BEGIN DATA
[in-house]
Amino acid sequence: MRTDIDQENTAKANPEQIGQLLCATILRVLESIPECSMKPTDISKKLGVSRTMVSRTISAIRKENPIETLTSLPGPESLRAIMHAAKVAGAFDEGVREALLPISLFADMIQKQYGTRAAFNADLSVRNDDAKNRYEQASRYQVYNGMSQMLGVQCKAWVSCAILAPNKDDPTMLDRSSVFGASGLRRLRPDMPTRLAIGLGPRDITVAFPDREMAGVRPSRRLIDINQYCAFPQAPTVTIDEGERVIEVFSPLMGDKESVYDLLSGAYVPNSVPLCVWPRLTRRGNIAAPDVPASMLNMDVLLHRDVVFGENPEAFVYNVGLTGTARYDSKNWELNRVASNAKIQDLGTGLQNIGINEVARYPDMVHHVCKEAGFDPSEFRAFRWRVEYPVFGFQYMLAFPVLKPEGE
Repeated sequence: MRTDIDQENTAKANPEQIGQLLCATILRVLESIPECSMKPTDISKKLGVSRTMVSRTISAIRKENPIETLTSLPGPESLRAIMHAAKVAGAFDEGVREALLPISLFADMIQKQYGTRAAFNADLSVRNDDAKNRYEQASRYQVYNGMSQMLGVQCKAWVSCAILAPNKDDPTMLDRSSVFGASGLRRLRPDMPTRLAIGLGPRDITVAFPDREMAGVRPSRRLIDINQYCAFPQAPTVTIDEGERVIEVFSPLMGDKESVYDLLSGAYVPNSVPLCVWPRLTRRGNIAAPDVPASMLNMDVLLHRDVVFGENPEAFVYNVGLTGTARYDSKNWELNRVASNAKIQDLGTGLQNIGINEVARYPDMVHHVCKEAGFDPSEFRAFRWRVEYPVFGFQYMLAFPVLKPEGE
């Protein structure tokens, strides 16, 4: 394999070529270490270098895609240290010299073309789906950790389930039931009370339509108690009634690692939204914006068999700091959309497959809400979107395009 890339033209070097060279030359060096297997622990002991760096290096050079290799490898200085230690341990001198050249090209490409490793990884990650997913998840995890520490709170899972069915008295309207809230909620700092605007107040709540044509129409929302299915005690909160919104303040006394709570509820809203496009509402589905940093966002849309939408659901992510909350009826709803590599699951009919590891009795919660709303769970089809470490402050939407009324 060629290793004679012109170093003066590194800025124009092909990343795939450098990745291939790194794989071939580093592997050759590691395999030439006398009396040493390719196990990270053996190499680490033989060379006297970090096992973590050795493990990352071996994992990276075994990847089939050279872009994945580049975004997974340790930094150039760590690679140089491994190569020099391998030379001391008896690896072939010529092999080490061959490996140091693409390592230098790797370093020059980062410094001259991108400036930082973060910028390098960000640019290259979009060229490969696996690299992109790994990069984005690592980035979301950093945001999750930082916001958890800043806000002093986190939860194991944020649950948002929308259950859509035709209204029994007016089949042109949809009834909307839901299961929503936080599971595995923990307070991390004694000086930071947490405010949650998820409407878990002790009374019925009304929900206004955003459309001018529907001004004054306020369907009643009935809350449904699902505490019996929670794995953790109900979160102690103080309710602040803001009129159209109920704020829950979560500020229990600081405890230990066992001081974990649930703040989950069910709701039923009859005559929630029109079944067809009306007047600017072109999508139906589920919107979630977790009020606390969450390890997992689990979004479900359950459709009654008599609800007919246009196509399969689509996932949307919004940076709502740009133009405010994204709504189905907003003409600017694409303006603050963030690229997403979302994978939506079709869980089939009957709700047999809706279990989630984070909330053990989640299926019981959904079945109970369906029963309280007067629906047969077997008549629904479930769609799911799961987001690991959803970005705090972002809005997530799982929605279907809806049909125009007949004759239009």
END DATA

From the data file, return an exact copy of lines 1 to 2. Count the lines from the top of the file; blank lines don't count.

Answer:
[in-house]
Amino acid sequence: MRTDIDQENTAKANPEQIGQLLCATILRVLESIPECSMKPTDISKKLGVSRTMVSRTISAIRKENPIETLTSLPGPESLRAIMHAAKVAGAFDEGVREALLPISLFADMIQKQYGTRAAFNADLSVRNDDAKNRYEQASRYQVYNGMSQMLGVQCKAWVSCAILAPNKDDPTMLDRSSVFGASGLRRLRPDMPTRLAIGLGPRDITVAFPDREMAGVRPSRRLIDINQYCAFPQAPTVTIDEGERVIEVFSPLMGDKESVYDLLSGAYVPNSVPLCVWPRLTRRGNIAAPDVPASMLNMDVLLHRDVVFGENPEAFVYNVGLTGTARYDSKNWELNRVASNAKIQDLGTGLQNIGINEVARYPDMVHHVCKEAGFDPSEFRAFRWRVEYPVFGFQYMLAFPVLKPEGE